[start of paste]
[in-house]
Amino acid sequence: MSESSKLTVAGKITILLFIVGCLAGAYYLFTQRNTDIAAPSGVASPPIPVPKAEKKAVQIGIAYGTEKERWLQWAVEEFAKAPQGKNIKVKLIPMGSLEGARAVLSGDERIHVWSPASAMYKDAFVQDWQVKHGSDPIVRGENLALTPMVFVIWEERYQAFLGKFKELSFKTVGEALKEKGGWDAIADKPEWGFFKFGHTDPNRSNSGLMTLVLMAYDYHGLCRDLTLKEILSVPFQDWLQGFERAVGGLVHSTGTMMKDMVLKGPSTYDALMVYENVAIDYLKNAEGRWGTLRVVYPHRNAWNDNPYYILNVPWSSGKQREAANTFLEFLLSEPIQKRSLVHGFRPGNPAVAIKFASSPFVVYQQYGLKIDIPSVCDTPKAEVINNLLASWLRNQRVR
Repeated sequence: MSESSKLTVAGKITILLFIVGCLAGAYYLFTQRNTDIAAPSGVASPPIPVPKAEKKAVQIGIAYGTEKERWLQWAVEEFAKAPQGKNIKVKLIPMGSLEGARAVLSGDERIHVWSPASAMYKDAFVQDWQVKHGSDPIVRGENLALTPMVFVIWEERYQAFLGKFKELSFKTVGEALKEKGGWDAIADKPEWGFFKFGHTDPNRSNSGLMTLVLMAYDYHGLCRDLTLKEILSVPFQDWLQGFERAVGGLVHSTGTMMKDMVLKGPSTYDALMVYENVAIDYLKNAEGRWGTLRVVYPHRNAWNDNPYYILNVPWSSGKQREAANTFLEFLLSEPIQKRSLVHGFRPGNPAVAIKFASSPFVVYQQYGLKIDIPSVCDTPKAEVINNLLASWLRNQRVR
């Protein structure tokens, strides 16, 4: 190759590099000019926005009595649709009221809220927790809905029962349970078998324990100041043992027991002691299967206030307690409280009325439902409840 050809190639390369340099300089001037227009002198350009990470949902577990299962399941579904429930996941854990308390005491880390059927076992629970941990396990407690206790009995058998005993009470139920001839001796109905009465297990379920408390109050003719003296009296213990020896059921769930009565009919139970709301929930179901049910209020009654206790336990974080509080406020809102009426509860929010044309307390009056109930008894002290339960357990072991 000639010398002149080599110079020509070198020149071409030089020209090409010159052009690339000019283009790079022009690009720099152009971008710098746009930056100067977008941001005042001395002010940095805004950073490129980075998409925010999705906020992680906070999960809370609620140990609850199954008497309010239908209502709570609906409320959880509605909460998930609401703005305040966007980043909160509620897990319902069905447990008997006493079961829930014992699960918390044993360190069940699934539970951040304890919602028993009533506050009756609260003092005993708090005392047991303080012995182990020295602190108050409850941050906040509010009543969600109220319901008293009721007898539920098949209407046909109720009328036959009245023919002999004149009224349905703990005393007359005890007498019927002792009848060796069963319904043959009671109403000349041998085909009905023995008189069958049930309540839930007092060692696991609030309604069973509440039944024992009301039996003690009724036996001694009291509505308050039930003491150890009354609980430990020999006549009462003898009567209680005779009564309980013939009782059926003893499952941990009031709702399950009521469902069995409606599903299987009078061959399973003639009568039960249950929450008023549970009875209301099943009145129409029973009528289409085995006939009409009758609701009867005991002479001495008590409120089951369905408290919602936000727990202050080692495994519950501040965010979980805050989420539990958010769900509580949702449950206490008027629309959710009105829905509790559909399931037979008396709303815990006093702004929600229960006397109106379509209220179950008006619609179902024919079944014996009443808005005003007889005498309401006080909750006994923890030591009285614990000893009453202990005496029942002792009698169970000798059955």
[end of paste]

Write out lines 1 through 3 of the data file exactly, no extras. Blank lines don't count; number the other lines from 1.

[in-house]
Amino acid sequence: MSESSKLTVAGKITILLFIVGCLAGAYYLFTQRNTDIAAPSGVASPPIPVPKAEKKAVQIGIAYGTEKERWLQWAVEEFAKAPQGKNIKVKLIPMGSLEGARAVLSGDERIHVWSPASAMYKDAFVQDWQVKHGSDPIVRGENLALTPMVFVIWEERYQAFLGKFKELSFKTVGEALKEKGGWDAIADKPEWGFFKFGHTDPNRSNSGLMTLVLMAYDYHGLCRDLTLKEILSVPFQDWLQGFERAVGGLVHSTGTMMKDMVLKGPSTYDALMVYENVAIDYLKNAEGRWGTLRVVYPHRNAWNDNPYYILNVPWSSGKQREAANTFLEFLLSEPIQKRSLVHGFRPGNPAVAIKFASSPFVVYQQYGLKIDIPSVCDTPKAEVINNLLASWLRNQRVR
Repeated sequence: MSESSKLTVAGKITILLFIVGCLAGAYYLFTQRNTDIAAPSGVASPPIPVPKAEKKAVQIGIAYGTEKERWLQWAVEEFAKAPQGKNIKVKLIPMGSLEGARAVLSGDERIHVWSPASAMYKDAFVQDWQVKHGSDPIVRGENLALTPMVFVIWEERYQAFLGKFKELSFKTVGEALKEKGGWDAIADKPEWGFFKFGHTDPNRSNSGLMTLVLMAYDYHGLCRDLTLKEILSVPFQDWLQGFERAVGGLVHSTGTMMKDMVLKGPSTYDALMVYENVAIDYLKNAEGRWGTLRVVYPHRNAWNDNPYYILNVPWSSGKQREAANTFLEFLLSEPIQKRSLVHGFRPGNPAVAIKFASSPFVVYQQYGLKIDIPSVCDTPKAEVINNLLASWLRNQRVR